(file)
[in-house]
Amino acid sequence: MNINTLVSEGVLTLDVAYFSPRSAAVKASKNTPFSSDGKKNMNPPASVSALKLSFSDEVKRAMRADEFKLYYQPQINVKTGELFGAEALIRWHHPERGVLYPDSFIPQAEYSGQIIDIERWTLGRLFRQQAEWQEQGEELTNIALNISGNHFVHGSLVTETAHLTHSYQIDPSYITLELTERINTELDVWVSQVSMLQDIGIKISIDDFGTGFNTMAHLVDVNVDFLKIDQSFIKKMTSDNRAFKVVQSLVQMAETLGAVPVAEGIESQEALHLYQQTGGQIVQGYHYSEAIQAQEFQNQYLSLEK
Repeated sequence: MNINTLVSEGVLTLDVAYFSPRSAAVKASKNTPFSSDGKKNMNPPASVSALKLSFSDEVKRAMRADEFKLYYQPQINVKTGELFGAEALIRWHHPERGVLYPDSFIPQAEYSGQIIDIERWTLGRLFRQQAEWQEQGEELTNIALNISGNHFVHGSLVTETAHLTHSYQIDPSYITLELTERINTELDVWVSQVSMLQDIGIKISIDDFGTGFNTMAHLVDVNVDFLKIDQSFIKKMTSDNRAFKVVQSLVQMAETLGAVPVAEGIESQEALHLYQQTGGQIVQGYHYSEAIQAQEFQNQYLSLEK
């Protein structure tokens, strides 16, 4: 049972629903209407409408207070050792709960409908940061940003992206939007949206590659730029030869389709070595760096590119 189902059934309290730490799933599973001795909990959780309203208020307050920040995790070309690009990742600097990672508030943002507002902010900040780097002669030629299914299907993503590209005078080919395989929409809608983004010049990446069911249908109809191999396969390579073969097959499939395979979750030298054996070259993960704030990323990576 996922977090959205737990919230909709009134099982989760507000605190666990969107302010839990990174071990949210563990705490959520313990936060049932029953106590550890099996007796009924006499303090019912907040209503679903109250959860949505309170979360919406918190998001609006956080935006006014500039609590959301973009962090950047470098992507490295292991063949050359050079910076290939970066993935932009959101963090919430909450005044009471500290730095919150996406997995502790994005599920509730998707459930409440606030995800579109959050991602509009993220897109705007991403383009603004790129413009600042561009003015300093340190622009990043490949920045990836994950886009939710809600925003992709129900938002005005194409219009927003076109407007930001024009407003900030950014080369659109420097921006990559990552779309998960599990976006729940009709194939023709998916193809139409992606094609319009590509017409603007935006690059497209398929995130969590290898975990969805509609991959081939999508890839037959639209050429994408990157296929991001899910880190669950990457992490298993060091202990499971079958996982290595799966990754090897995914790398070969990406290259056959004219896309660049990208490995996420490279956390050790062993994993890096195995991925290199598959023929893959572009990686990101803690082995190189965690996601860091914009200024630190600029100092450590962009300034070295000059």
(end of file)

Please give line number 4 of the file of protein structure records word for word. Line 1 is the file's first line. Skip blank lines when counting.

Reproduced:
């Protein structure tokens, strides 16, 4: 049972629903209407409408207070050792709960409908940061940003992206939007949206590659730029030869389709070595760096590119 189902059934309290730490799933599973001795909990959780309203208020307050920040995790070309690009990742600097990672508030943002507002902010900040780097002669030629299914299907993503590209005078080919395989929409809608983004010049990446069911249908109809191999396969390579073969097959499939395979979750030298054996070259993960704030990323990576 996922977090959205737990919230909709009134099982989760507000605190666990969107302010839990990174071990949210563990705490959520313990936060049932029953106590550890099996007796009924006499303090019912907040209503679903109250959860949505309170979360919406918190998001609006956080935006006014500039609590959301973009962090950047470098992507490295292991063949050359050079910076290939970066993935932009959101963090919430909450005044009471500290730095919150996406997995502790994005599920509730998707459930409440606030995800579109959050991602509009993220897109705007991403383009603004790129413009600042561009003015300093340190622009990043490949920045990836994950886009939710809600925003992709129900938002005005194409219009927003076109407007930001024009407003900030950014080369659109420097921006990559990552779309998960599990976006729940009709194939023709998916193809139409992606094609319009590509017409603007935006690059497209398929995130969590290898975990969805509609991959081939999508890839037959639209050429994408990157296929991001899910880190669950990457992490298993060091202990499971079958996982290595799966990754090897995914790398070969990406290259056959004219896309660049990208490995996420490279956390050790062993994993890096195995991925290199598959023929893959572009990686990101803690082995190189965690996601860091914009200024630190600029100092450590962009300034070295000059």